The journal said the government hadn't determined "the hazards" of OTC statins and hadn't measured the potential impact of long-term use of low-dose Zocor vs. long-term use of higher doses of statin drugs. "If the U.K. public is to be used in an OTC experiment, then the evidence must be collected and used for the benefit of all," The Lancet said.

For the American Journal of Cardiology, OTC statins could be a valuable therapy because clinical trial data for the cholesterol fighters, excluding Baycol, "indicate a favorable risk-benefit ratio," says an editorial written by a physician who is a consultant for several companies making statins.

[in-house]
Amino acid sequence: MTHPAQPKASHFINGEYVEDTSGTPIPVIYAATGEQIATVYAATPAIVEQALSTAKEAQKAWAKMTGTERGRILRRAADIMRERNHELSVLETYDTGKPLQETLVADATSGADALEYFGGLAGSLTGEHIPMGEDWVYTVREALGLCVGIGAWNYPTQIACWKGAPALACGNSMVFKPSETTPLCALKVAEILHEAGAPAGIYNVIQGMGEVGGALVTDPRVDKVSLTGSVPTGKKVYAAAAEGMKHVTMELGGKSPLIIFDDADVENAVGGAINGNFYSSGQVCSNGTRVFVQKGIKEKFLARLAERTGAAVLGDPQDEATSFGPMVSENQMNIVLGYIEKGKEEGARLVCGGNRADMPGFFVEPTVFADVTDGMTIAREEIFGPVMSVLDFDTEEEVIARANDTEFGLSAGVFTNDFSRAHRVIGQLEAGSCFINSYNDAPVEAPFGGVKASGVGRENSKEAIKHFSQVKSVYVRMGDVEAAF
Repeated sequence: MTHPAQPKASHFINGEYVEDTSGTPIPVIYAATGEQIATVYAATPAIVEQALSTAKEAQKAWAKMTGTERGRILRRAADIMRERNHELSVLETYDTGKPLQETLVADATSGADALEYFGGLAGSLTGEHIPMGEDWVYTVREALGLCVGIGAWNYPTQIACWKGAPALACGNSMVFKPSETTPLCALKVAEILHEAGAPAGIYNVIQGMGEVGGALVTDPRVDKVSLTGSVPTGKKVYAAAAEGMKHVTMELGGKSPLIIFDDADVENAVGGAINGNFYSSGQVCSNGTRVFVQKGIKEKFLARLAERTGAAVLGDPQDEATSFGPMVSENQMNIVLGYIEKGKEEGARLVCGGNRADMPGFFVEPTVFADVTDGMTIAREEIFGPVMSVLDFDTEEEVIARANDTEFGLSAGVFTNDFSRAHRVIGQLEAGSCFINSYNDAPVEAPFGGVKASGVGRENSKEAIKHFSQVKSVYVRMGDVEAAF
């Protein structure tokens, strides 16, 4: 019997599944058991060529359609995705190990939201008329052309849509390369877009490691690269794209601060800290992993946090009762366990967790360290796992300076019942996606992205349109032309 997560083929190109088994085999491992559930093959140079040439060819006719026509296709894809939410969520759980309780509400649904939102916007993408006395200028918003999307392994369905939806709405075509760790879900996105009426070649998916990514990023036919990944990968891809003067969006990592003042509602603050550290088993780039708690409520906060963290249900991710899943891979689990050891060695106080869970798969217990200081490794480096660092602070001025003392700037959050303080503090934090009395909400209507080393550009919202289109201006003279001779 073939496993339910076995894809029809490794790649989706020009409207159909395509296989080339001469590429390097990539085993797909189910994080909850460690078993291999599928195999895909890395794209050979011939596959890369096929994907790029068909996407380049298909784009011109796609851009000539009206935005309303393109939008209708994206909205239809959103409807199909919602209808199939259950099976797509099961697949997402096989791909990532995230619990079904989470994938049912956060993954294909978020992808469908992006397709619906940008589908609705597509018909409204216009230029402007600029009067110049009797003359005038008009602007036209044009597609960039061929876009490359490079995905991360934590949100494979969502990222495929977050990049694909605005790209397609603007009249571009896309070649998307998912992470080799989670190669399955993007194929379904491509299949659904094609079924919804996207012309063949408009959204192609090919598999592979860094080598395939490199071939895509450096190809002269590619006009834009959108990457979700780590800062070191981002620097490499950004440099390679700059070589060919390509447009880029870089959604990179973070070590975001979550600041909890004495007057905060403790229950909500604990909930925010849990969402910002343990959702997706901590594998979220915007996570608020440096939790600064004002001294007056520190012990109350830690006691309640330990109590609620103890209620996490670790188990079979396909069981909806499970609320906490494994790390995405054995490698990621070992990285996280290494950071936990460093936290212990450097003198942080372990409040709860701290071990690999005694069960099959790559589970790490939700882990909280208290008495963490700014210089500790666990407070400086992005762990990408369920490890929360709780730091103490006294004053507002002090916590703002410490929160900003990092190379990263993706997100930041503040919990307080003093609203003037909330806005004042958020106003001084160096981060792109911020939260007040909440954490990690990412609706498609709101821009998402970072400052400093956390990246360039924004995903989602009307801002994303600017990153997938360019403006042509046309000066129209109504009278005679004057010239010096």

An OTC statin "with demonstrated primary-prevention benefits will offer another therapeutic alternative to patients who have intermediate risk and require primary prevention," the editorial said.

The editorial pointed out that OTC statins aren't for everyone. "No argument can be made for self-medication or management without a physician's supervision" for patients with a high risk of coronary heart disease, existing heart disease or other cardiovascular ailments, the journal said. But for patients with an "intermediate risk" for heart disease, low-dose OTC statins "may be a viable approach to decrease risk" as long as the patient also improves diet, increases exercise, loses weight and makes other lifestyle adjustments.

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